By Amber Stevens
My mother called today to tell me her dog died. She spoke in halting, measured tones; she expected me to be devastated. I should have been. After all, I had loved that dog and had chosen her myself from a motley litter of neglected pups shivering in a hole in some asshole’s backyard, a piece of plywood thrown over the top for shelter.
“Twenty bucks for her,” he’d said, then spit a stream of tobacco by my shoe. “Hell, take two. Ain’t got room for ’em pups. Second goddamn litter this year.”
I glared at him. I was fifteen, fearless. These puppies were no more than four weeks old; I could see that. The one I chose would probably be the only survivor. I scooped her out, a trembling golden pup with liquid brown eyes, a gift for my mother, although I was really the one who wanted a dog. Her belly, pink and soft, thrummed against my palm; she mewed like a kitten. I shoved money at the man, muttered thanks, and walked home with that tiny, trembling body tucked in my coat. I loved her already, of course. Her uncomplicated love would fill a void for both my mother and me: for me, she would provide affection and acceptance, and for my mother, she would be the perfectly yielding and submissive creature she’d longed to raise.
When I left home nine years ago, fleeing cool mountain air for desert sky, my only regret was seeing that cocked head poised at the front bay window, watching me drive away. I couldn’t explain to her that I wouldn’t be back that night, or the next, or maybe ever. She had slept piled on my feet for four years, but she was technically my mother’s dog. I’d driven away and left her there and, after a few days, stopped imagining her sitting at the window waiting for my return. It’s a talent I have. Out of sight, out of mind. But I did know this, from conversations I had with my mother over the phone, when conversation with her was still possible: the puppy I’d once rescued from a hole in the ground had grown old, couldn’t run anymore, couldn’t climb stairs, had gone blind in one eye, and suffered from bad hips. So maybe that’s why I didn’t cry. I knew it was just her time to go.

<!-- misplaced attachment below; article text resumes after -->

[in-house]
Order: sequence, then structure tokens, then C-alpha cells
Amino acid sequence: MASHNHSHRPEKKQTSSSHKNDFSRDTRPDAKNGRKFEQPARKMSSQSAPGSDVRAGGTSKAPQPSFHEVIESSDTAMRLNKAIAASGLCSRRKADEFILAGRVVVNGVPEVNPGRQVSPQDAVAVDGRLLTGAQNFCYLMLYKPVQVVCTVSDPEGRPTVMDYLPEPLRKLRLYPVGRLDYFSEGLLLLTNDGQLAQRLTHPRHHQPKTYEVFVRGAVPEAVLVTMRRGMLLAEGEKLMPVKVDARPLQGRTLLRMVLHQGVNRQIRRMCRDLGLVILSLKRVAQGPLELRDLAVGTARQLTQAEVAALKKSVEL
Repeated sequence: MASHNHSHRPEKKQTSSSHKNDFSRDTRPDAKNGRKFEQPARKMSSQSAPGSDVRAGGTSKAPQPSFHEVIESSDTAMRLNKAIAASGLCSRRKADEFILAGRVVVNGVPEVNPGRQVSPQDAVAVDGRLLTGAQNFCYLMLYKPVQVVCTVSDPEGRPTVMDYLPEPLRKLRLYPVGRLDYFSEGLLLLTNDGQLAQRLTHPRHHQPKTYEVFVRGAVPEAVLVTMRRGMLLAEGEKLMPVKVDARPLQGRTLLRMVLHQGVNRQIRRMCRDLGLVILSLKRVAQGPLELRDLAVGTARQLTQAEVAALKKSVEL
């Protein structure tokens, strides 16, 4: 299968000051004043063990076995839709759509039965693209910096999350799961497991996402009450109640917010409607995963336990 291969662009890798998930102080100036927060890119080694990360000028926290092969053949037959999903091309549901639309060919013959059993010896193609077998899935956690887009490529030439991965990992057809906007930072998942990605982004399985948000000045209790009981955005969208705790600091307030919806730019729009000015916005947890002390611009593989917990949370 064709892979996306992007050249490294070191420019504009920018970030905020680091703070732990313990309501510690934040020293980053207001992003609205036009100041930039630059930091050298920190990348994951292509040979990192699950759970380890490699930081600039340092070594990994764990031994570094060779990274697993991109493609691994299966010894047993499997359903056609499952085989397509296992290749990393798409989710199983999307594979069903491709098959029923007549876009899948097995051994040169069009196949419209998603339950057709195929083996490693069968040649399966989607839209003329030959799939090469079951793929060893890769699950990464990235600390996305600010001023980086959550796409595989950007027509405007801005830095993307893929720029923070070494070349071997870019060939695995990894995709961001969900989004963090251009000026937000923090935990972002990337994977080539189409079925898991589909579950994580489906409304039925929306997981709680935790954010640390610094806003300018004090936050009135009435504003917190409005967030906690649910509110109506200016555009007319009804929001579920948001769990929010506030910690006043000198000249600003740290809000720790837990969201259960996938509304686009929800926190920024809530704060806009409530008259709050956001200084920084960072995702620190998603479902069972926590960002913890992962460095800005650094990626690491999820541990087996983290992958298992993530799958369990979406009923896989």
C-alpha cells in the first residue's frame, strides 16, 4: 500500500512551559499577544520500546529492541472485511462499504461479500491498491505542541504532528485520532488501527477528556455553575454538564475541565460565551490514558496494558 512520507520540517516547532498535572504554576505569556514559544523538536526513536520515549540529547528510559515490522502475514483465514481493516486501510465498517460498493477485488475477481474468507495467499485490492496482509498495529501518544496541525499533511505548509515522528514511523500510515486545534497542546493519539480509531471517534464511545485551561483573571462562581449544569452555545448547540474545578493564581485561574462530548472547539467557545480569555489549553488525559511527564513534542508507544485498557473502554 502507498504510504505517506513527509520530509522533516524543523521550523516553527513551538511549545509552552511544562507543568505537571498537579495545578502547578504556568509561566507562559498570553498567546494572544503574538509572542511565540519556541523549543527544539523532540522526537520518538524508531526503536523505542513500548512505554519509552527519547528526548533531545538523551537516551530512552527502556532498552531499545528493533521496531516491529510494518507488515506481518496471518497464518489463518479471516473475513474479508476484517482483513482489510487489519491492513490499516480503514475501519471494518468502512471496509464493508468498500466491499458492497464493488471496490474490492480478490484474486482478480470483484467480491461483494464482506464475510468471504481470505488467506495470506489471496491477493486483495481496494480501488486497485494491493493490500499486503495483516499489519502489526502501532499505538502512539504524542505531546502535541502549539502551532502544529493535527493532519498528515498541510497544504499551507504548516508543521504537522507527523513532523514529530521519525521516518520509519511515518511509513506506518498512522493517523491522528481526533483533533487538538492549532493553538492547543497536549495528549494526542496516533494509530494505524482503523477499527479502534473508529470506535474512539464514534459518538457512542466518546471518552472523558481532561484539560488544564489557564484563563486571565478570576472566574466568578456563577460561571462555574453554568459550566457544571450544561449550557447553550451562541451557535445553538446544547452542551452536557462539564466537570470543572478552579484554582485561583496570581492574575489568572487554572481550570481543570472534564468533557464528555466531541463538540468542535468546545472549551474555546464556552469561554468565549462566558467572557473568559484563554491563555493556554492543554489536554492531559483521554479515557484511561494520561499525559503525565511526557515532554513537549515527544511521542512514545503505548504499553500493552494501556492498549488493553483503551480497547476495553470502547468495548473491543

With my mother, it wasn’t so easy. I pictured her on the other end of the line, frowning, broken heart warring with bruised ego, waiting for me to offer her some form of compassion, or break down in tears, or anything to flood the dam between us. I could hear her questions in the silence. What happened? What did I do? I was grateful for her pride, which I knew would protect us both from the answers. She would never ask out loud.
“Molly died,” I told my husband after dinner. Greg was at the kitchen sink, scraping leftover mashed potatoes and corn into a large coffee can. We’d recently begun composting, determined to transform our nutrient-depleted soil into something that could nurture a garden. That had been my idea. I had visions of sprawling zucchini, tomato plants with plump red fruit, flowering broccoli and crisp lettuce, thriving under the fierce desert sun. A garden against all odds. I soaked the hard ground and split it open, battling dry, unyielding earth with shovel, sweat, and stubborn will. I spread bags of musky fertilizer, breaking soft clumps against my gloves and sifting them through my fingers. I picked out stray bits of gravel and turned the soil until it was like silk, shaping perfect, even rows for sowing seeds.